Seventy-four-year-old Marilyn Bayer had been taking estrogen for almost 20 years when the Women's Health Initiative trial was abruptly halted three years ago.
The study was stopped because it found that hormone therapy did not prevent heart disease in older women. The study also showed an increased risk of strokes, blood clots, and breast cancer.
Bayer says she stopped hormone therapy "cold turkey" on the advice of her doctor following the publication of the study's initial results. But even though she was decades past menopause, her menopausal symptoms returned with a vengeance and they did not go away with time.
"The hot flashes were bothersome, but it was the night sweats and insomnia that really drove me crazy," she tells WebMD. "Suddenly, I had a hard time going to sleep and I couldn't stay asleep very long."
The Worcester, Mass., woman had had enough when her doctor put her back on estrogen last year, although at a much lower dosage than she had been on before.
The low-dose hormone therapy seems to be helping, but she is still troubled by the menopausal symptoms that she had hoped would by now be a distant memory.
"I thought that going off hormones wouldn't be that big of a deal for me, because I was past 70," she says. "But both my mother and grandmother had hot flashes until the day they died."
Read Web MD's "Get the Facts about Hormone Therapy."
It seems that Bayer's story is not that unusual. Although exact figures are hard to pin down, it is believed that millions of middle-aged and elderly women stopped hormone therapy soon after the WHI findings made headlines in July 2002.
Wulf Utian, MD, PhD, tells WebMD that he believes about a third of them later went back on some form of hormones -- usually lower doses than they were previously taking -- because their hot flashes and other symptoms returned. Utian is president of the North American Menopause Society and is a professor of gynecology at Cleveland's Case Western Reserve University.
"I saw so many patients who were at wit's end when they stopped hormone therapy," he tells WebMD. "They were absolutely desperate."
A 2003 survey of women who stopped taking hormones following the halting of the WHI trial found that a quarter ended up back on the therapy due to a return of bothersome symptoms.
Women who had had hysterectomies or had been on hormone therapy for many years were the most likely to go back on the treatment, as were women who originally began taking hormones for hot flashes and other menopausal symptoms.
The researchers concluded that approximately 30 percent of women who stop taking hormones develop "bothersome symptoms that might persist."
Read Web MD's "A Fresh Look at Hormone Therapy."
Blanche Turner, who will be 70 this year, was even more surprised than Bayer when she developed severe hot flashes and night sweats after stopping hormone therapy. That is because she had no symptoms when she started the treatment.
"Menopause was a breeze for me," she tells WebMD. "I had no symptoms whatsoever when I entered menopause and only a few noticeable symptoms later on."
Turner began hormone therapy when she was recruited for the WHI trial at age 60. Many postmenopausal women like her were included in the study, which was designed to determine if hormone therapy could help prevent heart disease, osteoporosis, and other conditions related to aging.
Linda Churchill, who is project coordinator for the WHI trial in Worcester, Mass., tells WebMD that it was common for older women who had no menopausal symptoms when they started the treatment to have them when they stopped it.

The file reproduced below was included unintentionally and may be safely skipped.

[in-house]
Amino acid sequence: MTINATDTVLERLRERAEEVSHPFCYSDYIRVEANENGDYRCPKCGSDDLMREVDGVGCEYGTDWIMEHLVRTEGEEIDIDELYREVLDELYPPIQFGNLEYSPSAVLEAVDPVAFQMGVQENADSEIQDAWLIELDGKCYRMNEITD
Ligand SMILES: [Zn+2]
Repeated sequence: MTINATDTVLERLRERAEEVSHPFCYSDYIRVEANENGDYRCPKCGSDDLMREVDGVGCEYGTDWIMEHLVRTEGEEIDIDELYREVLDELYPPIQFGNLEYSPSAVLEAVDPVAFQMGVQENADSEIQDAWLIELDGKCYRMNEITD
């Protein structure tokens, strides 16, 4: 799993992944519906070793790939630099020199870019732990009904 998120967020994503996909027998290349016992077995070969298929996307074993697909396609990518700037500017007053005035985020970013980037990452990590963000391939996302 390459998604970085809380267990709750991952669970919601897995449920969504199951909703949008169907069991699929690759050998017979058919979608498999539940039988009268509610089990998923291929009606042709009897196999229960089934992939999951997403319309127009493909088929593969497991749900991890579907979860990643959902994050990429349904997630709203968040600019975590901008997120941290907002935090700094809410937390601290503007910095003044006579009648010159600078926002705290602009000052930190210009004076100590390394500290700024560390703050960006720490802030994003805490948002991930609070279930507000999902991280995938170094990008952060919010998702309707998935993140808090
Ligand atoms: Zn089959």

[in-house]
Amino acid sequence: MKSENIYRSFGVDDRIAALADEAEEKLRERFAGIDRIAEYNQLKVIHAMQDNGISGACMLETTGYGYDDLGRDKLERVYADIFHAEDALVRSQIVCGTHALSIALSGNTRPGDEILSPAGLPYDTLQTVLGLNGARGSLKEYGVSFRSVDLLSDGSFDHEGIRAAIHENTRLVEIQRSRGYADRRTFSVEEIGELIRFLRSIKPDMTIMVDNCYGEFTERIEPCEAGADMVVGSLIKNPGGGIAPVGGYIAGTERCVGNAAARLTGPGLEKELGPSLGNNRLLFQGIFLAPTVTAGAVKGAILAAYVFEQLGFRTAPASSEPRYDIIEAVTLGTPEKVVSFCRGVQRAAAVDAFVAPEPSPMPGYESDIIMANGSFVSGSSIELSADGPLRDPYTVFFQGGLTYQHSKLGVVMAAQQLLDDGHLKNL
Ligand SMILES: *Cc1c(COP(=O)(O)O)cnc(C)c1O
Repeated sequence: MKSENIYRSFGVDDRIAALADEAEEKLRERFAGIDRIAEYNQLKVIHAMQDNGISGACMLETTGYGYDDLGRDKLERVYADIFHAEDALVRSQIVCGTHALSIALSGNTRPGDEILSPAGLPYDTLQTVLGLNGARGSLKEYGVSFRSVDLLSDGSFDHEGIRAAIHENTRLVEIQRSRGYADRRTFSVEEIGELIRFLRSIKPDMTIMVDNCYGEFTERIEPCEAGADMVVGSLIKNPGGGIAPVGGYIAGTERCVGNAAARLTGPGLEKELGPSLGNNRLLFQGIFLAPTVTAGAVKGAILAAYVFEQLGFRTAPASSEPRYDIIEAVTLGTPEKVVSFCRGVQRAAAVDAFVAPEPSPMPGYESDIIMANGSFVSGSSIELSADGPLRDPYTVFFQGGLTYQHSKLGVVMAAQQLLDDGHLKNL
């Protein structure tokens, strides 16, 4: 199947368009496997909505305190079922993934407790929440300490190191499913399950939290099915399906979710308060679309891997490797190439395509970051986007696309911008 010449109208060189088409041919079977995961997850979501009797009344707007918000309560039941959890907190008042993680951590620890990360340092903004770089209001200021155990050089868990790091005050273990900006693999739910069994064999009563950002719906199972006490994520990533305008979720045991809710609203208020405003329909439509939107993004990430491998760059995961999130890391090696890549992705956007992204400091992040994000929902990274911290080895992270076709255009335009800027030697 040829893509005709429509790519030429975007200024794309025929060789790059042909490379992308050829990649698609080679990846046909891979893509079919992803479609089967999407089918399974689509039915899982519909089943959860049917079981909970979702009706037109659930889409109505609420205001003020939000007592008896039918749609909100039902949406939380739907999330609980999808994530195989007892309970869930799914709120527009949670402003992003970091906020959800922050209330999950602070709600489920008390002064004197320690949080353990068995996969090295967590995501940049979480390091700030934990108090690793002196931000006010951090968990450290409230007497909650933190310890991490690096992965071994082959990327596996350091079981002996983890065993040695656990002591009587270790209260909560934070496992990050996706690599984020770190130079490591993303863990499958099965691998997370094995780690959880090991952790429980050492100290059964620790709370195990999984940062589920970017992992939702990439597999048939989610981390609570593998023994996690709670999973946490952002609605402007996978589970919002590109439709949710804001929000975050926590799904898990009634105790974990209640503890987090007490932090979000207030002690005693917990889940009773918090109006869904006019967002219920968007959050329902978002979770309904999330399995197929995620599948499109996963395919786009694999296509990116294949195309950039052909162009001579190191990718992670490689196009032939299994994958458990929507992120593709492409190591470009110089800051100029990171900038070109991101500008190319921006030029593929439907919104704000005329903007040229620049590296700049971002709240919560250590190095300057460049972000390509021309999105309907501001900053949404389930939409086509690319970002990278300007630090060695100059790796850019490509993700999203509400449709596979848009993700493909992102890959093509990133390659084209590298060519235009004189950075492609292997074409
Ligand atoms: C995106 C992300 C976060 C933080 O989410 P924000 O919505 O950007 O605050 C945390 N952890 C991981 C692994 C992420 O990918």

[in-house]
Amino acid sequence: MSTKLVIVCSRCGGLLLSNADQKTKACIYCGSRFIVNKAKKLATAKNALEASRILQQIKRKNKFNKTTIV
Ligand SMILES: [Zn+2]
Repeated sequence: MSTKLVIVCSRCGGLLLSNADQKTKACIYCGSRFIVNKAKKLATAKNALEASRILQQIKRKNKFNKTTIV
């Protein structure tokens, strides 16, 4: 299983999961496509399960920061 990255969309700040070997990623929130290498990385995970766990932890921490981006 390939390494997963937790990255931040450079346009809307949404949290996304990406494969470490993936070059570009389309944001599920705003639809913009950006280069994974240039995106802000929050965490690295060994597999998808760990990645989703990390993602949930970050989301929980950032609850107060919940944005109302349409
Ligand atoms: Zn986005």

"It is like the clock was pushed back for them," she says. "We found that it usually took about six months for women to stop having hot flashes and other symptoms when they came off hormone therapy, but some women kept having them."
Surprisingly, a large percentage of the WHI participants who didn't even take hormones, but had instead taken a placebo pill, also developed some troubling symptoms when they stopped treatment.
Read Web MD's "Get Tips for Managing Hot Flashes."
Is It Menopause?
The finding in a new study that 40 percent of placebo users had moderate to severe menopausal symptoms raises questions about the basis of some of these symptoms, says researcher Diana Petitti, MD, of Kaiser Permanente Southern California.
"Which of these are true consequences of cessation of estrogen production by the ovary?" Petitti wrote in an editorial, published in the July 13 issue of The Journal of the American Medical Association.
An expert panel convened by the National Institutes of Health recently concluded that many symptoms commonly attributed to menopause probably have nothing to do with ovarian aging. They include mood swings and depression, anxiety and irritability, forgetfulness and other cognitive problems, tiredness, and joint stiffness.
Petitti tells WebMD that a better understanding of female aging is needed to effectively treat its symptoms.
She says hormone therapy may be an appropriate choice for some menopause-related symptoms, such as hot flashes, night sweats, and vaginal dryness, but it is not the only choice.
"If we really understood what is happening as women age instead of blaming it all on menopause, women would be much better off," she says. "Clearly, there is much more going on."
Web Quiz: Test Your Menopause Smarts
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SOURCES: Wulf Utian, MD, PhD, president and founder, North American Menopause Society; professor of gynecology, Case Western Reserve University, Cleveland. Grady, D. Obstetrics and Gynecology, December 2003. Petitti, D.B. The Journal of the American Medical Association, July 13, 2005; vol 294: pp 245-246. Diana B. Petitti, MD, department of research and evaluation. Kaiser Permanente Southern California, Pasadena. Marilyn Bayer, Worcester, Mass. Blanche Turner, Mansfield Center, Conn. NIH panel report on menopause, March 2005.